Saturday, October 01, 2005

Column on Bannig Phoning While Driving

Banning Driving While Phoning

Tibor R. Machan

Richard Roy, a state representative of Connecticut, is quoted in The New
York Times, Saturday, October 1, 2005, saying "There's nothing worse than
seeing someone driving down the road, on the phone or shaving or putting
on make-up, and there's a child in the back seat." With this hyperbole he
was defending the new law in the state banning the use of cell phones
while driving a car.

Actually, cell phone use by drivers can be just as safe or unsafe as
combing one?s hair, fiddling with the CD or cassette player, searching for
house keys in one?s pocket or purse or doing innumerable other things that
may distract one. To pick on cell phone use is unjustified.

This is not to say that some people aren?t quite reckless as they drive
and use their cell phones. But, that?s not unique to cell phone use, as
already noted. Indeed, a good policy is to get away from drivers who are
talking to and looking at their passengers. It?s scary?they could get so
involved as to miss umpteen hazards. But is it sensible to ban this?

I am not disputing the authority of the managers?the government?to set
rules for the use of the roads. Clearly this is what underlies all these
rules of the road, even when they are an overreach. Anyone who owns or
manages a realm may establish rules within that realm?prohibit people from
smoking in one?s home or restaurant or offices, require them to take their
shoes off before coming in; you name it and ownership confers such a
right. Other people, of course, have the right to stay clear of such
realms when they disagree with such rules.

Unfortunately, when it comes to roads, there is no alternative to using
the ones the state administers, so unlike in the case of homes and
restaurants, there?s no choice??You want to drive, you got to deal with
the man.? That?s how it is, unless you can find some private road system
someplace, and even then the government will probably have intruded big
time. (Perhaps an exception is raceways, where the owners set the rules;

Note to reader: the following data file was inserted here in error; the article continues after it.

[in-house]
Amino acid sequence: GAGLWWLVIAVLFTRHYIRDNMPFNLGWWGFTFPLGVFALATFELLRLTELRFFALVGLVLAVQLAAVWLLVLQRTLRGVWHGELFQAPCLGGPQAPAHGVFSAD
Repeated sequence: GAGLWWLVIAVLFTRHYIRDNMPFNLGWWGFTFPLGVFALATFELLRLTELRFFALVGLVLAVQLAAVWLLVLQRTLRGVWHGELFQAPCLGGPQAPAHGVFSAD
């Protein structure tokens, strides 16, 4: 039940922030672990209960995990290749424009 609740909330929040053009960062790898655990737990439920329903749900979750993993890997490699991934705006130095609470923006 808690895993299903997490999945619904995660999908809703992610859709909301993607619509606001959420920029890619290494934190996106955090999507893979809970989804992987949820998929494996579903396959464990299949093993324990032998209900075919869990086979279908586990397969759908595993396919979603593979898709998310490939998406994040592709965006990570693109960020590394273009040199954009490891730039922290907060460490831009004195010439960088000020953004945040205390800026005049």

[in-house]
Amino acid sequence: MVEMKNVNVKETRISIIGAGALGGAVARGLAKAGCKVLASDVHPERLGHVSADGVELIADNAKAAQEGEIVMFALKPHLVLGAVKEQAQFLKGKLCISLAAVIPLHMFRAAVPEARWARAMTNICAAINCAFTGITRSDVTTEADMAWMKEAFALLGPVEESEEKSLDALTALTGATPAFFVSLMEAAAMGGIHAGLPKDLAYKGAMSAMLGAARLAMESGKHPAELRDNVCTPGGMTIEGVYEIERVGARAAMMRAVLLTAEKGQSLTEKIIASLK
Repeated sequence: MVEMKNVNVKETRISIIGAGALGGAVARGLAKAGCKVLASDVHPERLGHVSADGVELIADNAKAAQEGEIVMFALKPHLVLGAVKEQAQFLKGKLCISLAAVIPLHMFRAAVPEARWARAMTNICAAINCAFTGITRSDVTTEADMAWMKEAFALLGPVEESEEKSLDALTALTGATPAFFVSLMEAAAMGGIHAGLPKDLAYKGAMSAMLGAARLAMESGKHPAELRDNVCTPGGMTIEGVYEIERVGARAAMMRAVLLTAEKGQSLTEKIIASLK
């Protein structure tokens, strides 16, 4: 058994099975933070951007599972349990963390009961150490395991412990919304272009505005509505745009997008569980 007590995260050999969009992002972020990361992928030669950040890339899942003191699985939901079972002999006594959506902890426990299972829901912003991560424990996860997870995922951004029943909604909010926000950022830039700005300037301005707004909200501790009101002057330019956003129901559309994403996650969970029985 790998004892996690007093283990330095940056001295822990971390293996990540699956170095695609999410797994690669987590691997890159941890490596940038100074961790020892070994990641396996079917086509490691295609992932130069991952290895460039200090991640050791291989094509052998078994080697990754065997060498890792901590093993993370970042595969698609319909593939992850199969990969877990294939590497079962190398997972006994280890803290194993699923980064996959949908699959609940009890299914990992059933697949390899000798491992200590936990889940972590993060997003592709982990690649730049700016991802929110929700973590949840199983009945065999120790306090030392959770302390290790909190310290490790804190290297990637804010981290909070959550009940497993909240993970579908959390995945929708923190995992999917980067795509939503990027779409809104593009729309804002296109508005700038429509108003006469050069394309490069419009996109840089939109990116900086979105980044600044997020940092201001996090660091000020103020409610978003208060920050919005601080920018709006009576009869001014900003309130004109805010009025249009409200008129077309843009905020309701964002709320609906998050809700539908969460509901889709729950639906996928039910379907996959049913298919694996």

however, these are only available to qualified racers.)

So the issue of whether to ban hand held cell phones by automobile
drivers isn?t about who has the power to impose such a ban?clearly, in the
way our society is managed, the government does, although we can dicker
about whether local, county, state or federal politicians and/or
bureaucrats have that legal authority. It seems, however, that whether a
general ban ought to be imposed is very difficult to know?some drivers may
well be using cell phones and while doing so driving even more safely than
when they do not; while using them, they may well be especially focused on
their driving, whereas when they are not, they could become complacent.
This can apply to the use of any other implement?I, for example, often
shave as I drive and increase my focus on the road as I do this. Shaving,
of course, doesn?t run the risk of getting too involved with something
that can take one?s mind off the road. Selecting a CD from one?s
collection, however, can be much more distracting than using a cell phone.

When politicians and bureaucrats get involved in micromanaging how people
ought to drive, they can very easily become pointlessly intrusive. They
can be like those parents who meddle in everything their teen children are
doing and thereby drive a serious wedge between them and the kids, even
encourage rebelliousness instead of prudence. This would likely be even
worse with those who manage the roads?they are, after all, dealing mostly
with adults who pretty much hold on to the notion that they, not some
official, ought to decided how they ought to drive a car. Evasion of or
resistance to rules can become routine and this may work against the
purpose a cell phone or similar ban is meant to serve.

It seems to me that the answer is to focus not on what people do in their
cars while driving but on the actual driving they do, which is what those
who enforce the rules of the road can deal with most effectively. It
shouldn?t be an issue whether one is using this or that implement that may
for some but not for others serve to impede their driving. It should be an
issue of whether the driving is competent, which is something quite
independent of why it may or may not be.

In a free society it isn?t the state of mind of citizens that should be
the concern of law enforcement, but primarily their actual conduct.

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